Sidian Bank CEO, Chege Thumbi (L) and Oikocredit’s Investments Manager, East and Southern Africa Caroline Mulwa
Sidian Bank CEO, Chege Thumbi (L) and Oikocredit’s Investments Manager, East and Southern Africa Caroline Mulwa. [Photo/ Courtesy]

Mid-tier lender Sidian Bank has signed a Ksh990 million deal with the Netherlands-based social impact investor, Oikocredit.

The funding deal will enable the bank to support onward lending to the SME sector in Kenya. The funding will be utilized to support the bank’s growth plans to further its strategy of providing affordable credit to its SME clients and privately-owned business enterprises as it works towards empowering entrepreneurs to realize their potential through providing tailor-made financial solutions.

“I am delighted with the direction that the bank is taking. This is yet another footprint of the bank’s strategic initiative to be the preferred bank for trade finance solutions and SMEs, especially in view of the impact of the p******c on SME businesses. We intend that the success of this partnership will impact SMEs ranging from small, medium and large,” said Sidian Bank CEO Chege Thumbi at the signing ceremony.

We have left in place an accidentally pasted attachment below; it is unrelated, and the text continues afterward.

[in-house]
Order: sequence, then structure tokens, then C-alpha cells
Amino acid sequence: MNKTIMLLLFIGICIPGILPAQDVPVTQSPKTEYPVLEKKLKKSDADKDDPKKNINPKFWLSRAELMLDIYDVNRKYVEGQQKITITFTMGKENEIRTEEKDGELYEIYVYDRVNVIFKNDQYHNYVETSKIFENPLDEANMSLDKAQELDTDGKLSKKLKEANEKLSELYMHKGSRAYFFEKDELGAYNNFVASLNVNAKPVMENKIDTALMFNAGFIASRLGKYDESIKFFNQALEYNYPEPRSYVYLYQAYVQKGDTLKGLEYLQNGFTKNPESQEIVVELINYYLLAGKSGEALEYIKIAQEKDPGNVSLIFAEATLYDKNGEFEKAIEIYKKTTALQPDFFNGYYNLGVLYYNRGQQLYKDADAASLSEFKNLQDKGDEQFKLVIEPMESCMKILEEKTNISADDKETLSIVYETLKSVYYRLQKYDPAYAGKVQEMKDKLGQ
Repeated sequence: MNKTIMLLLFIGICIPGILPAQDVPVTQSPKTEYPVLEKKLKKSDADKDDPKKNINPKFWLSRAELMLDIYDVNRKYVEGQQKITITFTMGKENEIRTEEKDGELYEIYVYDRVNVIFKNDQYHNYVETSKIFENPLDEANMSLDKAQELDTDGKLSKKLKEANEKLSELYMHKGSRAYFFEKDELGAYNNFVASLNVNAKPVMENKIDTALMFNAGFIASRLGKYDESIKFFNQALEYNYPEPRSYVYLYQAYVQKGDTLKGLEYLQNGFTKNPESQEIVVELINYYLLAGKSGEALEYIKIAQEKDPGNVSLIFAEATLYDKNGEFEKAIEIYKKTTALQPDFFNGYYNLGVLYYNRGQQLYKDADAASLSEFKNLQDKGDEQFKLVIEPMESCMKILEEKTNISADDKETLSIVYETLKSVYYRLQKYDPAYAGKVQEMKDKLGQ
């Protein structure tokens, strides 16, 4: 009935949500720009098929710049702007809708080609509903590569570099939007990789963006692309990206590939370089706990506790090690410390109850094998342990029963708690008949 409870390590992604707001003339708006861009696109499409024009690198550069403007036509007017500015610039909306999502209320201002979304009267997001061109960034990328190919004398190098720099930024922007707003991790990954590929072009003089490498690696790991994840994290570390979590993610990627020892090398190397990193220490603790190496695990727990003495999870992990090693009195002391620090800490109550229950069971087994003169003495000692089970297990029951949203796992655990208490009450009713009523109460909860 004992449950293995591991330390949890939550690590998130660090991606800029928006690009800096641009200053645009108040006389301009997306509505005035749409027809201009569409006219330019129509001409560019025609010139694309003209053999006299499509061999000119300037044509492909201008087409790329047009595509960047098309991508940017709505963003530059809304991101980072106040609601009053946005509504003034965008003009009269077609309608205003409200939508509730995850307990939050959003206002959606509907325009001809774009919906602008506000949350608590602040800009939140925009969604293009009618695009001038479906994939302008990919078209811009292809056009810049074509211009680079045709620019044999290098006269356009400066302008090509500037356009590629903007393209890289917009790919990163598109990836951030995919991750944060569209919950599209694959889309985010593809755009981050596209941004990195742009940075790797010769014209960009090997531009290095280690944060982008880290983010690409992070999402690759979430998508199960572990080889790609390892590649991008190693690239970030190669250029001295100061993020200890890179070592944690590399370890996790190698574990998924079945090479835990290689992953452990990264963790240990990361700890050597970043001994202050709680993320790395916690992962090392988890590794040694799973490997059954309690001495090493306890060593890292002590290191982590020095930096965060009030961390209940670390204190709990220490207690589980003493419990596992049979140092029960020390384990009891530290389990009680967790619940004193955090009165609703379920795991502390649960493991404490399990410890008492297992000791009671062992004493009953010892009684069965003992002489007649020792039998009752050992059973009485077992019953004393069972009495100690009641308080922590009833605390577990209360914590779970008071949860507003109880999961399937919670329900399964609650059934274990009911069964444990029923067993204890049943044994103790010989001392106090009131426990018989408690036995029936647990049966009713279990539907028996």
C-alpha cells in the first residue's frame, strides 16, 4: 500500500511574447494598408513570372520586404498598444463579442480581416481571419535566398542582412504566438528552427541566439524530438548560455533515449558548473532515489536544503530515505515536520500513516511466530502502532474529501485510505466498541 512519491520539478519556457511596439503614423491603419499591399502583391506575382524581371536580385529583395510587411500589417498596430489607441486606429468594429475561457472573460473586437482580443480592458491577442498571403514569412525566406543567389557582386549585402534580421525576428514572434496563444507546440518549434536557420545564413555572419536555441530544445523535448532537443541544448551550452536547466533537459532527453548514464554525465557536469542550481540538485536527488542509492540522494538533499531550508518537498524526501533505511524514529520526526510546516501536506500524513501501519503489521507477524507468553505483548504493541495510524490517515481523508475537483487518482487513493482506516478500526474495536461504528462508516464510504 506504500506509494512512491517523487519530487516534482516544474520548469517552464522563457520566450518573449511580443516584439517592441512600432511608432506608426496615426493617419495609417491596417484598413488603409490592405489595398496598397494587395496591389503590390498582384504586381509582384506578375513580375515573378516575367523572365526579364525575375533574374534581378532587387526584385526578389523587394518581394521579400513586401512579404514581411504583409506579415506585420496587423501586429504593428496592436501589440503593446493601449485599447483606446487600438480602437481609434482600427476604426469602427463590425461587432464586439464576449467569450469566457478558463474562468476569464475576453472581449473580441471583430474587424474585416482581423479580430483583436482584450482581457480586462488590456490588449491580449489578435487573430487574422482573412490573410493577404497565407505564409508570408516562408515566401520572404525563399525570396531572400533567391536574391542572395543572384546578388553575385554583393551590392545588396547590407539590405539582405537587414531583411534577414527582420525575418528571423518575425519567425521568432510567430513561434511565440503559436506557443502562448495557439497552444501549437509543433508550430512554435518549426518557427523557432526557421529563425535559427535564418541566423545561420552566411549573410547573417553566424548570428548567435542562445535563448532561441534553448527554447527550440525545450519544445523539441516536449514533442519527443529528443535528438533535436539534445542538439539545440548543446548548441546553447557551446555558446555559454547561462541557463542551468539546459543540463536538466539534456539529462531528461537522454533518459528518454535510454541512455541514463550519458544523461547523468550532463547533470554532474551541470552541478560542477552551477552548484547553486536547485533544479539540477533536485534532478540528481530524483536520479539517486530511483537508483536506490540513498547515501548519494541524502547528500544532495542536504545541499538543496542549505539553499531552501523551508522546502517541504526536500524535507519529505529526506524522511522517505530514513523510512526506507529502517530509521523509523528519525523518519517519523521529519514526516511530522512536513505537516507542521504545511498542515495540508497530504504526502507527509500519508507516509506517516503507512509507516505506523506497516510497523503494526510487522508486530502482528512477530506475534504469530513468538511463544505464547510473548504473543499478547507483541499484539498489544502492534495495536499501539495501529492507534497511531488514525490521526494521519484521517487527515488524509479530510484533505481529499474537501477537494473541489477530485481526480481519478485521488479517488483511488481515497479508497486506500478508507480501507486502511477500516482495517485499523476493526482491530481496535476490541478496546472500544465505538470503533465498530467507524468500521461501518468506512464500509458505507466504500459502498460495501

Oikocredit which is a social impact investor and worldwide cooperative has over four decades of experience in promoting sustainable development through investments and focuses on investments around financial inclusion, agriculture, and renewable energy.

During the signing of the agreement, Oikocredit’s Investments Manager, East and Southern Africa Caroline Mulwa, noted that Oikocredit is excited to be part of Sidian Bank’s growth.

“This investment will enable the bank to lend more and thus contribute to the creation of sustainable jobs, which is in line with the mission of Oikocredit to create lasting social impact on the low-income sections of the society. During the investment period, Oikocredit will work with the bank to mainstream social impact and its measurement into its lending activities,” said Ms Mulwa.

According to expert estimates, 600 million jobs will be needed by 2030 to absorb the growing global workforce, which makes SME development a high priority for many governments around the world.

In emerging markets, most formal jobs are generated by SMEs, which create 7 out of 10 jobs. However, access to finance is a key constraint to SME growth, it is the second most cited obstacle facing SMEs to grow their businesses in emerging markets and developing countries.

Read:>>> Sidian Bank, Lifted By Increased Lending, Swings Back To Profitability

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